Freedom means cooking bacon on a gun

The city-dwellers over at Vice’s “Munchies” blog may scoff at the idea and it probably isn’t the best way to care for a rifle — but watching people cook bacon with muzzle heat is pretty darn entertaining.

Videos of firearm/bacon enthusiasts getting culinary during target sessions are racking up views on YouTube.

A Vice editor discovered the trend last week and provided this condescending commentary:

Ameri-cuhhhh! True patriots say the Pledge of Allegiance every morning, eat a giant meal of bacon and sausage, and hit the gun range for a quick session of target practice. (The best may even make time for a rousing performance of “The Star-Spangled Banner,” a couple of cheeseburgers made with domestic beef, a few more hours of gun-shootin’, and a dinner of Angus steak.)

But some highly resourceful ‘Mericans have decided to combine their loves of meat and firearms by inventing a method of cooking bacon … via gun.

Sure, there’s no practical reason to cook bacon on a gun. But if Vice’s writer has a problem with pork and guns, there are options. You know, for those who don’t like all that freedom stuff.

Via Al Arabiya:

[The] United States is the first country in the world in the ranking of guns per 100 residents. Of the Middle East nations, Yemen is the third country, Saudi Arabia is 6th, Iraq is 7th, Oman is 17th, Bahrain and Kuwait share the 18th place, United Arab Emirates is 24th, Qatar is 31st, Iran is 79th and Egypt is 115th. Tunisia is the 178th nation and it’s said that the imposition of strict rules of gun ownership by the deposed President Zine El Abidine Ben Ali had immensely restricted the civilians’ access to arms. The 2007 survey reported that only 9,000 Tunisian citizens possessed guns.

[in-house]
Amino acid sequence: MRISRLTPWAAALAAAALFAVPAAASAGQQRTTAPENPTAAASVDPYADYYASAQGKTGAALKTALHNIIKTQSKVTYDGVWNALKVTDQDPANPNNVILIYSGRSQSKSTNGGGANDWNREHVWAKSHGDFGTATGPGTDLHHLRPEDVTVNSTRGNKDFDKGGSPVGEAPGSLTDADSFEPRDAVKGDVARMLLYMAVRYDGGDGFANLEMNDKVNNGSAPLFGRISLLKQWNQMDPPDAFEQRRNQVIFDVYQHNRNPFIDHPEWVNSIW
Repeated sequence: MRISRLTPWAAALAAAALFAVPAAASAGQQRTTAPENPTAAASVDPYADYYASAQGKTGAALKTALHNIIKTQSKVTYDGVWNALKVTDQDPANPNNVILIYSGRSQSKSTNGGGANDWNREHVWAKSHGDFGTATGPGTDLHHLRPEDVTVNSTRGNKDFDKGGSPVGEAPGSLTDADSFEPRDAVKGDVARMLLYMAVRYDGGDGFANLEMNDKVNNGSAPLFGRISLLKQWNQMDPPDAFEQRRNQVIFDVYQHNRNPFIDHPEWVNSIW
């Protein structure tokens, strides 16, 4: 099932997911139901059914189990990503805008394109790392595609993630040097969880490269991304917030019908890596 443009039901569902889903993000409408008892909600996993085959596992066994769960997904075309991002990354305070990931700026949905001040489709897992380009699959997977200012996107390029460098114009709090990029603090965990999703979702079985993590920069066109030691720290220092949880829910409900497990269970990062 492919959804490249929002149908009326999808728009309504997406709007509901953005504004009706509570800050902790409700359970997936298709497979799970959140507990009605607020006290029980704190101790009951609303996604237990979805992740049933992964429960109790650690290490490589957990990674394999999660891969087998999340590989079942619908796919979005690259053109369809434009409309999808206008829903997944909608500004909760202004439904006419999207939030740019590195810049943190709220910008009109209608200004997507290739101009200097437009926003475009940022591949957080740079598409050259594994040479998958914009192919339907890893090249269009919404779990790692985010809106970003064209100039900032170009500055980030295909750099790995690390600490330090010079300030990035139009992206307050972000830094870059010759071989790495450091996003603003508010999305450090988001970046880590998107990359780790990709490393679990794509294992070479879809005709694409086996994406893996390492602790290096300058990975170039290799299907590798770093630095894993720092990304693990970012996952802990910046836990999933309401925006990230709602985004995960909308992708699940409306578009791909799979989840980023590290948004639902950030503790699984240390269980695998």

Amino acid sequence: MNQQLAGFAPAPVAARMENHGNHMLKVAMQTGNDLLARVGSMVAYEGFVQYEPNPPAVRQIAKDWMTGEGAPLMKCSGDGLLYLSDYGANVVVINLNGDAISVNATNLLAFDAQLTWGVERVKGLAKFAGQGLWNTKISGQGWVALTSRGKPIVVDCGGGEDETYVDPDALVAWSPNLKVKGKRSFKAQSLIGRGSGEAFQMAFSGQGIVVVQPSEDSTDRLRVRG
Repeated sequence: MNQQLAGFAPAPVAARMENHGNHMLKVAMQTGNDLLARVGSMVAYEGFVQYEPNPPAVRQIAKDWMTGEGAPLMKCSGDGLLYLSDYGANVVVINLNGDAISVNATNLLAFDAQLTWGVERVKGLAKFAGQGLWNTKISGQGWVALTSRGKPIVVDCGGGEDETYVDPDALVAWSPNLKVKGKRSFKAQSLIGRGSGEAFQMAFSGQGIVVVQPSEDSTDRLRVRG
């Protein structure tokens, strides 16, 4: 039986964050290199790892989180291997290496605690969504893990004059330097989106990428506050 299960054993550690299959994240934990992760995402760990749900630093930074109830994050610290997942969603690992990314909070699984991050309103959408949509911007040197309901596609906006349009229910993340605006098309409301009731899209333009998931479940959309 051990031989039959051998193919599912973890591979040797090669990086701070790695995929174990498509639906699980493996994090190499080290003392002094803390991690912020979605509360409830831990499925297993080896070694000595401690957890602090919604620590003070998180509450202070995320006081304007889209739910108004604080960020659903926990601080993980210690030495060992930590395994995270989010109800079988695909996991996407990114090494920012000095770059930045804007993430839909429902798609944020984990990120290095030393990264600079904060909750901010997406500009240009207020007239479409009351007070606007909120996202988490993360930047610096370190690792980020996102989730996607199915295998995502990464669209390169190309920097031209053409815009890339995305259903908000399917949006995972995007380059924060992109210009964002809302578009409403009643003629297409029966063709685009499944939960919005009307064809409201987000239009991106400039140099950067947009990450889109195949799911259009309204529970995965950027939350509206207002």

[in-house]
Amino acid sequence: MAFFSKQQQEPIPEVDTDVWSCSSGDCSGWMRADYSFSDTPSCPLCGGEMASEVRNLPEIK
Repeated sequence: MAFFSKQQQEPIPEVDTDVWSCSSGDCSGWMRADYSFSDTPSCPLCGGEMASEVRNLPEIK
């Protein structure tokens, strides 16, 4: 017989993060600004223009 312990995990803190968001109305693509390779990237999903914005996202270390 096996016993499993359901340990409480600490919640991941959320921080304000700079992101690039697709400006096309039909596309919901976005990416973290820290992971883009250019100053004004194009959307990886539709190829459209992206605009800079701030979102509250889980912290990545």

As for the rest of the red-blooded, meat eating, bitter clinging ‘Mericans out there, enjoy:

National Archives redacted its ‘constant fear of upsetting the WH’ from FOIA-requested emails

Another one from the files of the Most Transparent Administration in history: The National Archives and Records Administration (NARA) tried to hide its fear of the Obama White House from the Associated Press — over and over again.

The AP revealed today that NARA had repeatedly redacted a recurring sentence from a number of emails the agency had requested through the Freedom of Information Act (FOIA).

Problem is, repetition creates room for error, and NARA overlooked one occurrence of the sentence. So the AP got to see what it said: “We live in constant fear of upsetting the WH (White House).”

One of the Obama administration’s early homages to transparency was a pronouncement that FOIA requests couldn’t be withheld or doctored simply because government officials and employees feared embarrassment or public sentiments outside their direct control.

In fact, the White House posited, the government should favor disclosure over secrecy in any instance in which there is a question of saving face.

“The Freedom of Information Act should be administered with a clear presumption: In the face of doubt, openness prevails. The Government should not keep information confidential merely because public officials might be embarrassed by disclosure, because errors and failures might be revealed, or because of speculative or abstract fears,” cautioned a 2009 White House memo.

Cartoon roundup